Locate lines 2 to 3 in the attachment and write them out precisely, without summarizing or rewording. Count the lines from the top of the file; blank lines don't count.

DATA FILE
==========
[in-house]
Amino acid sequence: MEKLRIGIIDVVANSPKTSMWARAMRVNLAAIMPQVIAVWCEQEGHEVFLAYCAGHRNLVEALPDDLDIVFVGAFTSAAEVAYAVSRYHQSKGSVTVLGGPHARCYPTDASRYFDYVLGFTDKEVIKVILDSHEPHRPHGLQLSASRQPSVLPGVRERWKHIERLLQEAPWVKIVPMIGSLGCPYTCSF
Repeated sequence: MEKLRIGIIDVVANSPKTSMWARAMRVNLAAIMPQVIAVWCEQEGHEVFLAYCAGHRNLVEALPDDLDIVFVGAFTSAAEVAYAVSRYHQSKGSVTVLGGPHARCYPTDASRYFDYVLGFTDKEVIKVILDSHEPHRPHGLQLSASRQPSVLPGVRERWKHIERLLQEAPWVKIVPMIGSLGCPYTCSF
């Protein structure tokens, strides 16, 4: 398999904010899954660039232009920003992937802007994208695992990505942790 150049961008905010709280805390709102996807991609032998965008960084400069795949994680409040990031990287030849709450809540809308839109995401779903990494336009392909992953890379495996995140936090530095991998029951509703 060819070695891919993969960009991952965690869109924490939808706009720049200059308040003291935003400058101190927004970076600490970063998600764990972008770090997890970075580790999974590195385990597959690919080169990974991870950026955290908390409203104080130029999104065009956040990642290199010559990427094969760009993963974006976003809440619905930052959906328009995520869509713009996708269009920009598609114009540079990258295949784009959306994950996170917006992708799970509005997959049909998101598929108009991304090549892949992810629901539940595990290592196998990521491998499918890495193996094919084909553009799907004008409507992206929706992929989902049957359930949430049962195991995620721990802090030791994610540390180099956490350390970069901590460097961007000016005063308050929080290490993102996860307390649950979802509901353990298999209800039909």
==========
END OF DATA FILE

Amino acid sequence: MEKLRIGIIDVVANSPKTSMWARAMRVNLAAIMPQVIAVWCEQEGHEVFLAYCAGHRNLVEALPDDLDIVFVGAFTSAAEVAYAVSRYHQSKGSVTVLGGPHARCYPTDASRYFDYVLGFTDKEVIKVILDSHEPHRPHGLQLSASRQPSVLPGVRERWKHIERLLQEAPWVKIVPMIGSLGCPYTCSF
Repeated sequence: MEKLRIGIIDVVANSPKTSMWARAMRVNLAAIMPQVIAVWCEQEGHEVFLAYCAGHRNLVEALPDDLDIVFVGAFTSAAEVAYAVSRYHQSKGSVTVLGGPHARCYPTDASRYFDYVLGFTDKEVIKVILDSHEPHRPHGLQLSASRQPSVLPGVRERWKHIERLLQEAPWVKIVPMIGSLGCPYTCSF